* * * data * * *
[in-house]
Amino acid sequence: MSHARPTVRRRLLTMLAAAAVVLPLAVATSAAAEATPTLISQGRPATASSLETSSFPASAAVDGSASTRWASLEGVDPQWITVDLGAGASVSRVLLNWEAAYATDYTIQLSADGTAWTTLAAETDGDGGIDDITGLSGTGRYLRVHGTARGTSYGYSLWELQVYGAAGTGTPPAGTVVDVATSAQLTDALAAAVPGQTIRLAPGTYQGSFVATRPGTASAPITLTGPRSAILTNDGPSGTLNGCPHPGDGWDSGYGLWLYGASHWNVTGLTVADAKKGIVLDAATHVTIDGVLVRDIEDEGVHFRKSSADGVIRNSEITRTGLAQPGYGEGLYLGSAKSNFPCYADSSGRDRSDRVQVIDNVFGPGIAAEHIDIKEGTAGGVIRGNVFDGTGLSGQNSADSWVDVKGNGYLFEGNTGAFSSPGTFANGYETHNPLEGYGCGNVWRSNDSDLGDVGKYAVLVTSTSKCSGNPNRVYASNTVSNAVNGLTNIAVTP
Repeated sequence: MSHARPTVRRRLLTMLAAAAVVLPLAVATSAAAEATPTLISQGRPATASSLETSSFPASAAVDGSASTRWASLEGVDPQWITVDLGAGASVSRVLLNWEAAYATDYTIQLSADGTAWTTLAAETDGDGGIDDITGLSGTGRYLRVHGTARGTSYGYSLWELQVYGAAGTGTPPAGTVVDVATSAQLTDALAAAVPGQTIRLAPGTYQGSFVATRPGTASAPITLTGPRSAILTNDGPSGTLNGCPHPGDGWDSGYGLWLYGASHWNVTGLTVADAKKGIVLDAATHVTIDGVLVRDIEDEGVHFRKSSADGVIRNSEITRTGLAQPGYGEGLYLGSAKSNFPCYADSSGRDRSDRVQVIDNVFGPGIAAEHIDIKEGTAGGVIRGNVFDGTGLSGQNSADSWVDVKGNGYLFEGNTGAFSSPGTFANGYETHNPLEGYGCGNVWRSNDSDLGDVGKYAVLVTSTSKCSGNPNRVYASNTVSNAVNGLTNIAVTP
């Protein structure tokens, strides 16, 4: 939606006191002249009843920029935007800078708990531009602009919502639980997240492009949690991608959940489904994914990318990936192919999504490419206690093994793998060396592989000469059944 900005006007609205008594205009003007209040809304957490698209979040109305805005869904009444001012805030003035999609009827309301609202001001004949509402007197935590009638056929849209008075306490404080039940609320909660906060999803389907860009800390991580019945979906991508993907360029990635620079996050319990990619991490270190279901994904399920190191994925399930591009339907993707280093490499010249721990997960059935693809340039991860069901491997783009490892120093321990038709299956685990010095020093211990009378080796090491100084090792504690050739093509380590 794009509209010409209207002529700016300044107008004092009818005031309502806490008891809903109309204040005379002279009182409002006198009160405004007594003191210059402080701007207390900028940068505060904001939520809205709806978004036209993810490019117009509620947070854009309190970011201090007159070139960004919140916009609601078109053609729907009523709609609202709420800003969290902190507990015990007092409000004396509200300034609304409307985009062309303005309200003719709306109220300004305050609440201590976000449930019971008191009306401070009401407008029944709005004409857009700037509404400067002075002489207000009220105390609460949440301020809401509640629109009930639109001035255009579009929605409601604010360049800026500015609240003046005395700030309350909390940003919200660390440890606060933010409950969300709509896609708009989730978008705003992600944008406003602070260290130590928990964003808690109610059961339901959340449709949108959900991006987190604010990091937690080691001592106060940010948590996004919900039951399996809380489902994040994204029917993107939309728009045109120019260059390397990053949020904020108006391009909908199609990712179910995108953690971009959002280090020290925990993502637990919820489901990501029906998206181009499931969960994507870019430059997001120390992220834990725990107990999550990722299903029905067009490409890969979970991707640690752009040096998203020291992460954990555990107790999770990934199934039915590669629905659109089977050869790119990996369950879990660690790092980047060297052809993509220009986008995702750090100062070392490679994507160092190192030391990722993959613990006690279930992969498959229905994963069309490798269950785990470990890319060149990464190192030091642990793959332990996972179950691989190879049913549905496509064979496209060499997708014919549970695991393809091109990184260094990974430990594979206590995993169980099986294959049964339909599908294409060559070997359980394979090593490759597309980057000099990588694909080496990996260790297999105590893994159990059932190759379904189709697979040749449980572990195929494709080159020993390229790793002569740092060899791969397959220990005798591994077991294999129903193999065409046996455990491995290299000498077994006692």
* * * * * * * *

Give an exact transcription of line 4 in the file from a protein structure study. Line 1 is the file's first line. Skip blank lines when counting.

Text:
């Protein structure tokens, strides 16, 4: 939606006191002249009843920029935007800078708990531009602009919502639980997240492009949690991608959940489904994914990318990936192919999504490419206690093994793998060396592989000469059944 900005006007609205008594205009003007209040809304957490698209979040109305805005869904009444001012805030003035999609009827309301609202001001004949509402007197935590009638056929849209008075306490404080039940609320909660906060999803389907860009800390991580019945979906991508993907360029990635620079996050319990990619991490270190279901994904399920190191994925399930591009339907993707280093490499010249721990997960059935693809340039991860069901491997783009490892120093321990038709299956685990010095020093211990009378080796090491100084090792504690050739093509380590 794009509209010409209207002529700016300044107008004092009818005031309502806490008891809903109309204040005379002279009182409002006198009160405004007594003191210059402080701007207390900028940068505060904001939520809205709806978004036209993810490019117009509620947070854009309190970011201090007159070139960004919140916009609601078109053609729907009523709609609202709420800003969290902190507990015990007092409000004396509200300034609304409307985009062309303005309200003719709306109220300004305050609440201590976000449930019971008191009306401070009401407008029944709005004409857009700037509404400067002075002489207000009220105390609460949440301020809401509640629109009930639109001035255009579009929605409601604010360049800026500015609240003046005395700030309350909390940003919200660390440890606060933010409950969300709509896609708009989730978008705003992600944008406003602070260290130590928990964003808690109610059961339901959340449709949108959900991006987190604010990091937690080691001592106060940010948590996004919900039951399996809380489902994040994204029917993107939309728009045109120019260059390397990053949020904020108006391009909908199609990712179910995108953690971009959002280090020290925990993502637990919820489901990501029906998206181009499931969960994507870019430059997001120390992220834990725990107990999550990722299903029905067009490409890969979970991707640690752009040096998203020291992460954990555990107790999770990934199934039915590669629905659109089977050869790119990996369950879990660690790092980047060297052809993509220009986008995702750090100062070392490679994507160092190192030391990722993959613990006690279930992969498959229905994963069309490798269950785990470990890319060149990464190192030091642990793959332990996972179950691989190879049913549905496509064979496209060499997708014919549970695991393809091109990184260094990974430990594979206590995993169980099986294959049964339909599908294409060559070997359980394979090593490759597309980057000099990588694909080496990996260790297999105590893994159990059932190759379904189709697979040749449980572990195929494709080159020993390229790793002569740092060899791969397959220990005798591994077991294999129903193999065409046996455990491995290299000498077994006692």